Dean Dodrill is a one-man army—the lone designer and programmer on Dust: An Elysian Tail . He's come a long way from his days of working as an artist on Jazz Jack Rabbit 2.
Name: Dean Dodrill
Occupation: President of Humble Hearts LLC
Who are you?
My name is Dean Dodrill and I'm a self-taught illustrator and animator who four years ago decided to try his hand at programming. I've now got one title under my belt, Dust: An Elysian Tail, which recently hit Steam. I'm still grappling with the idea that I'm now a game developer (and owner of a company, Humble Hearts), as I prefer to think of myself as a gamer who has just expanded his hobby.
What's in your PC?
"I love: fantasy, heroes, beautiful music, and a huge world to explore."
My main workstation (which also doubles as my gaming PC) is a custom built i7 2600k @ 3.4GHz, sporting 8GB RAM, 5TB of Storage, and an MSI Geforce GTX660Ti (2GB). I have a pair of 24” flatscreens, and a nice wireless keyboard, mouse, and gamepad setup, as I tend to PC game on my 60” TV. I'm a fan of Sennheiser Wireless headphones. It's been nearly two years since I built this system, so I imagine I'll be due for an upgrade sometime next year.
As for software, I'm running Windows 7 64-bit, and use a combination of Adobe Photoshop, After Effects, Painter, and a 3D suite for art. I use Visual Studio running C#/XNA for code.
What's the most interesting part of your setup?
I think the fact that half of my office is set aside for creating art makes my setup unique. To my left I have an animation light-table, which I built from an old drafting table. Around my desk are scanners, Wacom drawing tablets, and boxes of drawing paper. I animate on normal 8x11” printing paper, since it's cheap and efficient.
I'm also quite pleased with my HDMI switcher setup. As I said, I tend to play on my 60”, and it's easy to clone my desktop for games and video. I spent many months trying various wireless options until I just settled for a 50ft HDMI cable—it works great.
What's on your desk?
Besides my tools, my desk tends to be littered with food, drinks, and video game boxes. And of course, as a parent who works at home, children's toys tend to find their way on, and around my desk. No matter what I do I just can't keep my space clean.
Otherwise, I have the usual, two monitors on my main system, a smaller 22” monitor for my test computer, console dev kits, my notebook, and my phone.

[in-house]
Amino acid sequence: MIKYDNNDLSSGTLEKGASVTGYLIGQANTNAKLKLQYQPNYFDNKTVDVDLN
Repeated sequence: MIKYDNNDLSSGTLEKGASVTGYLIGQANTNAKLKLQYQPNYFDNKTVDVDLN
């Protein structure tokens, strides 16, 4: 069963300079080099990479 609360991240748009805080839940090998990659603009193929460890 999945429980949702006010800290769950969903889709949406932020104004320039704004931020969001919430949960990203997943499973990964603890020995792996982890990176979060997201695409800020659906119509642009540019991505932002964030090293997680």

What are you playing right now?
I'm actually playing through the first Witcher. I started it when it launched but sadly lost all my progress, and never had a chance to get back to it until now. My backlog is pretty thick since I literally spent the last four years crunching on my game. Other games I've recently caught up with include Fallout 3, Dead Rising 2, a ton of indie games, and of course my NG++++ playthrough of Dark Souls.
I hope to finish up Witcher 1 and 2, then finally give Skyrim the time it deserves. Sadly my time to play games these days is pretty limited, although I buy pretty much everything, console or PC.
What's your favorite game and why?
My favorite game of all time is the PC-Engine/TG-16 version of Ys Book 1 & 2. It's an overhead action-RPG, and it left a massive impression on me as a young gamer. It was the first CD-based game I ever played, but more importantly it touched on many things I love: fantasy, heroes, beautiful music, and a huge world to explore. I'm actually excited to try out the recent Steam re-releases of these games to see how they hold up although I'll always have a soft-spot for those old pixelated visuals.
My number 2 and 3 games are Mega Man 2 and DOOM. DOOM in particular might be my most game played of all time. I'm a big fan of FPS games, but I still find DOOM to be the one I keep returning to. It's probably the game I've rebought the most times as well.
Why do you game?
I rarely watch TV or film anymore since I'd rather lose myself in an interactive world. I love to marvel at the artistry and technical aspects of video games. It's all just one huge trick that developers are pulling over us, and I just want to enjoy the show, while taking an occasional peek behind the curtain. Learning how to make games was just my desire to appreciate the medium more, and I believe it has.
How I Game is a weekly spotlight of developers, pro gamers, and community members. Know someone who you'd like to see featured? Drop a comment below (when they're enabled again, that is—still down for maintenance!)
PC Gamer Newsletter
Sign up to get the best content of the week, and great gaming deals, as picked by the editors.